The primary drawback of Dead Men Tell No Tales is that it feels flat overall, lacking a certain spark to truly bring it to life. The screenplay is replete with nonstop exposition, and endeavours to work through too many different subplots and tangents, with no less than six different parties seeking the Trident for themselves, taking away focus and prohibiting any sort of enlivening momentum. Exposition lacks snap, dialogue is largely humdrum, and the script is too cluttered and over-complicated, as if screenwriter Jeff Nathanson was operating on autopilot. It appears that those involved in this fifth Pirates of the Caribbean picture have lost sight of what made The Curse of the Black Pearl such a hit in the first place - it was an exciting, high-adventure swashbuckler with a hint of the supernatural, whereas Dead Men Tell No Tales meanders all over the place. Ultimately, the finished movie feels more like a workprint waiting for a tighter edit. And that's especially concerning given that this is the shortest instalment in the franchise to date.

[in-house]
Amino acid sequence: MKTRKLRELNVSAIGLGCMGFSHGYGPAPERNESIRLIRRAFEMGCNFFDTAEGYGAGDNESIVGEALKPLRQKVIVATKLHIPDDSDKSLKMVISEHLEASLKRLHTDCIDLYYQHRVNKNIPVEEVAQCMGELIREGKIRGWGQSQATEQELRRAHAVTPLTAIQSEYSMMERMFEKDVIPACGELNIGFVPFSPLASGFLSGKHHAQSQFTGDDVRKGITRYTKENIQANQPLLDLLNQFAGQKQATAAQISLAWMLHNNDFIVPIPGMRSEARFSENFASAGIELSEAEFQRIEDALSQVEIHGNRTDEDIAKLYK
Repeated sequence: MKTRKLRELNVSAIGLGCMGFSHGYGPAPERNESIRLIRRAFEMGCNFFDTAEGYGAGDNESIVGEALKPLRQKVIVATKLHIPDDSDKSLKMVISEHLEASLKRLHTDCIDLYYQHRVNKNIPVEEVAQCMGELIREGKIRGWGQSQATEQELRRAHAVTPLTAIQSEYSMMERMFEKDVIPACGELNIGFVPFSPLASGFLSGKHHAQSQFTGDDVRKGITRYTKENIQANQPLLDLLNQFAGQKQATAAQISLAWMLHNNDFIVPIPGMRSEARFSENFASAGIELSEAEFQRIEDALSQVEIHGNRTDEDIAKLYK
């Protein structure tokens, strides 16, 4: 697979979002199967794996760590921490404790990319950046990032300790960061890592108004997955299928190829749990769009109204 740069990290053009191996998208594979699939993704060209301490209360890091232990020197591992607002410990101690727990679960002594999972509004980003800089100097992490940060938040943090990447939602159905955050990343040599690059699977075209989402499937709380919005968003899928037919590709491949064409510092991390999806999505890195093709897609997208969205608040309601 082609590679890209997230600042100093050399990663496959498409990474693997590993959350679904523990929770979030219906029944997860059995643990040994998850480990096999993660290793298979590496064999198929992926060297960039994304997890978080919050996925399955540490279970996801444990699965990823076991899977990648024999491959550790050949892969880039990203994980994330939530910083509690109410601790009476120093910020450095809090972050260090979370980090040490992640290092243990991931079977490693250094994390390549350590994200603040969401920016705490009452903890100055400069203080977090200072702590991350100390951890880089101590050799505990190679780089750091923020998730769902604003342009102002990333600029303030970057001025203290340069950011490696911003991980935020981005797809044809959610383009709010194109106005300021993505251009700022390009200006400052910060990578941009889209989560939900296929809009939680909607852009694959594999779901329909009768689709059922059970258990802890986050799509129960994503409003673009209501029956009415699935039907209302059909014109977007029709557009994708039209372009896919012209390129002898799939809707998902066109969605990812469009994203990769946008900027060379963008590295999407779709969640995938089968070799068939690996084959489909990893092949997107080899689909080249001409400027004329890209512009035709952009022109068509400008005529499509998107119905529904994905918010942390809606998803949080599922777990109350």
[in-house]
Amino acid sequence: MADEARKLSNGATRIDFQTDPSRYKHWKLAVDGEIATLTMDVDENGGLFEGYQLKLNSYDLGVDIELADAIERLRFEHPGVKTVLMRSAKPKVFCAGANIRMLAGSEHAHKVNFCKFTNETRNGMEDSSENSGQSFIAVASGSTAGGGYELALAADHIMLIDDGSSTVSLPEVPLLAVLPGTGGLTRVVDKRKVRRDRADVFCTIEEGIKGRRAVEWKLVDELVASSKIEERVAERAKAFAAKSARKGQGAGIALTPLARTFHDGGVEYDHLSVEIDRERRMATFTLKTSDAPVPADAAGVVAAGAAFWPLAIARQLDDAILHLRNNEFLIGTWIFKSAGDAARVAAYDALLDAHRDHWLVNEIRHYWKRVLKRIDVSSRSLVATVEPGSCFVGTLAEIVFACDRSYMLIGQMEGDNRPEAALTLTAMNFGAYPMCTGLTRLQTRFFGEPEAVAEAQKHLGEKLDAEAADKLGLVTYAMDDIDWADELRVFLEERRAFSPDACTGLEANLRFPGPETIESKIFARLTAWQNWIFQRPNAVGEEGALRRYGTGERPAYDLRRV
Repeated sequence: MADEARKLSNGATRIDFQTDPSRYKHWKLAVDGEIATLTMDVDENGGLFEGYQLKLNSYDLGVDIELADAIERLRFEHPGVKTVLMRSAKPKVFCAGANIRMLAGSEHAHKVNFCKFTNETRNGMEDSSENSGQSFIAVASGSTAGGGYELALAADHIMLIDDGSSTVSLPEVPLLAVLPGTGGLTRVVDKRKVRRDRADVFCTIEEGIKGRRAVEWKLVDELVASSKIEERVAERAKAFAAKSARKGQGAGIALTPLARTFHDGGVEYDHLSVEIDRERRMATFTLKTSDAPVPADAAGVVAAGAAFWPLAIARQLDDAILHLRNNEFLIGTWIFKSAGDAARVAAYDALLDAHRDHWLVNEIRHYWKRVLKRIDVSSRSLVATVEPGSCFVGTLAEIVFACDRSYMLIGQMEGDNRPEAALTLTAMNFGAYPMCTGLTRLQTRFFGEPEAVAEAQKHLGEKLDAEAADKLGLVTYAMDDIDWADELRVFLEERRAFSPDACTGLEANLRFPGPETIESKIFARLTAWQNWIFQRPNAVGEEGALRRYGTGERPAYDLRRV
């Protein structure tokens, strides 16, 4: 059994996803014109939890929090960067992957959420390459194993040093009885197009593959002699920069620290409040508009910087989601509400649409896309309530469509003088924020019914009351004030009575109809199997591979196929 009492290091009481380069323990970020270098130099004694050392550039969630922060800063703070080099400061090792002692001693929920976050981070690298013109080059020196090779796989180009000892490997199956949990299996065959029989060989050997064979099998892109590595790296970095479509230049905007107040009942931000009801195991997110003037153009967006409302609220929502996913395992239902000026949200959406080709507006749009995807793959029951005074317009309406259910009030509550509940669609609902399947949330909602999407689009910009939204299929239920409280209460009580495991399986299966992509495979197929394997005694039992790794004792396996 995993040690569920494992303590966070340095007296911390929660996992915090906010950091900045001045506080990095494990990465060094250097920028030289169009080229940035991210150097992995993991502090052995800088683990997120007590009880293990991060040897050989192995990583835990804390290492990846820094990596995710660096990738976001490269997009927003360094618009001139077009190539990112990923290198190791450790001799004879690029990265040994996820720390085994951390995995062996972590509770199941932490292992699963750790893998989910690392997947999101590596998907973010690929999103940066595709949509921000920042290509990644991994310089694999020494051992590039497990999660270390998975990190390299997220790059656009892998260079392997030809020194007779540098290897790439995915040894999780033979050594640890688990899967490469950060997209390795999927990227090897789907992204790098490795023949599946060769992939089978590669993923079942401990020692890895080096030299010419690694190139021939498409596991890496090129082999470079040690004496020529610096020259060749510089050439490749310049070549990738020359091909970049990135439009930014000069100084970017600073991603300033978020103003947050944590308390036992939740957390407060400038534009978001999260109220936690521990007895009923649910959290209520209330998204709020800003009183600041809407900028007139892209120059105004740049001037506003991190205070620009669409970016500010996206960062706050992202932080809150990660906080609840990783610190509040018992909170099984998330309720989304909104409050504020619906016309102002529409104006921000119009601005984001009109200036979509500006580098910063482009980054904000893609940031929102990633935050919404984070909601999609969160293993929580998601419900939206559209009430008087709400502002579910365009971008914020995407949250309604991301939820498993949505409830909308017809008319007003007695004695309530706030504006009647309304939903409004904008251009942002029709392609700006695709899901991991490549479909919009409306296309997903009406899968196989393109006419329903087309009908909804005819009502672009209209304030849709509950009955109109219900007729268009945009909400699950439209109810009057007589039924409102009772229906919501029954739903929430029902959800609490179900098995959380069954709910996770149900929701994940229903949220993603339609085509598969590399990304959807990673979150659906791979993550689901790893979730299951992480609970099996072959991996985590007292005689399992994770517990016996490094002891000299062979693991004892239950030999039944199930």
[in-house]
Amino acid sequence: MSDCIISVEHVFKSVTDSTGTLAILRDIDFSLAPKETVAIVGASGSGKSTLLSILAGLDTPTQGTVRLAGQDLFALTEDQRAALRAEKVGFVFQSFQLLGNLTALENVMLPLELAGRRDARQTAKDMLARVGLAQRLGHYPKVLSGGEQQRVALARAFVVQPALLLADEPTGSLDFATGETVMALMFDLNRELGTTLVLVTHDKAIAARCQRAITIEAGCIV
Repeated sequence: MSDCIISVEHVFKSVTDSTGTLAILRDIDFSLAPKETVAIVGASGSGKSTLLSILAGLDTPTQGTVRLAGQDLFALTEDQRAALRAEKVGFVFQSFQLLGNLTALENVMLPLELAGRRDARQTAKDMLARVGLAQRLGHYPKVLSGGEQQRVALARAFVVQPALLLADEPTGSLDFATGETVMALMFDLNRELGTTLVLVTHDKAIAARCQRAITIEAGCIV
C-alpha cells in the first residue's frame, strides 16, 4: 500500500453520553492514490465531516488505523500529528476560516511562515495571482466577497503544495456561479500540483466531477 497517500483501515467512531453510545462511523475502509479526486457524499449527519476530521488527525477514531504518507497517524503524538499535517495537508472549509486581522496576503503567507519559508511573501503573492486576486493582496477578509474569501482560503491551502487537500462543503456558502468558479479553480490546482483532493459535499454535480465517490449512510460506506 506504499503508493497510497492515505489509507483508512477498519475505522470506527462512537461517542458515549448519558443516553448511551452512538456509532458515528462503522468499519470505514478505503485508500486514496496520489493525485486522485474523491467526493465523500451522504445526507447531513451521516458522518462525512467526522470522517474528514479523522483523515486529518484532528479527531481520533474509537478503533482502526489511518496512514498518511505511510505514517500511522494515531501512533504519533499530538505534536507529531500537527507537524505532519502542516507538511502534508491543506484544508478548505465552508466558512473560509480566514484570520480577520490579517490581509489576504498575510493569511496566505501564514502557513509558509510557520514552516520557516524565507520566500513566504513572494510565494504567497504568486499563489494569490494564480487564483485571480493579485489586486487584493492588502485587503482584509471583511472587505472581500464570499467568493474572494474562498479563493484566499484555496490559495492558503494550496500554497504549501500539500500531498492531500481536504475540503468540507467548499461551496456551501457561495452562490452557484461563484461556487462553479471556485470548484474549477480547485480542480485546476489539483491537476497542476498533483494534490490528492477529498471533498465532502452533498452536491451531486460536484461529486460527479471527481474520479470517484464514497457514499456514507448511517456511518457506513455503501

Directors Joachim Rønning and Espen Sandberg (2012's Kon-Tiki) do what they can with the material, but the problems primarily stem from Nathanson's script which could have done with a few rewrites. Salazar and his undead crew have a longstanding grudge against Jack, of course, and they're only freed from the Devil's Triangle (right after Henry encounters them, coincidentally) because Jack gives up his magic compass, which is surely the flimsiest plot impetus in recent memory. Meanwhile, there's no justification for Barbossa's return other than to add another party to an already crowded narrative, and some of the cheap slapstick moments and silly jokes might honestly make you feel as if you're watching a dumb spoof like The Pirate Movie or Carry on Columbus, rather than an expensive blockbuster. Characterisations are strictly one-dimensional outside of the primary characters - of course all of the Royal Navy officers are snobby, and absolutely refuse to listen to Henry. Not to mention, the screenplay just rehashes several elements from previous Pirates of the Caribbean movies - Salazar and his undead pirates mirrors Barbossa's skeletal crew from the first movie, Salazar himself feels like a dull retread of Davy Jones, and the romantic angle between Henry and Carina is just reminiscent of Will and Elizabeth's relationship.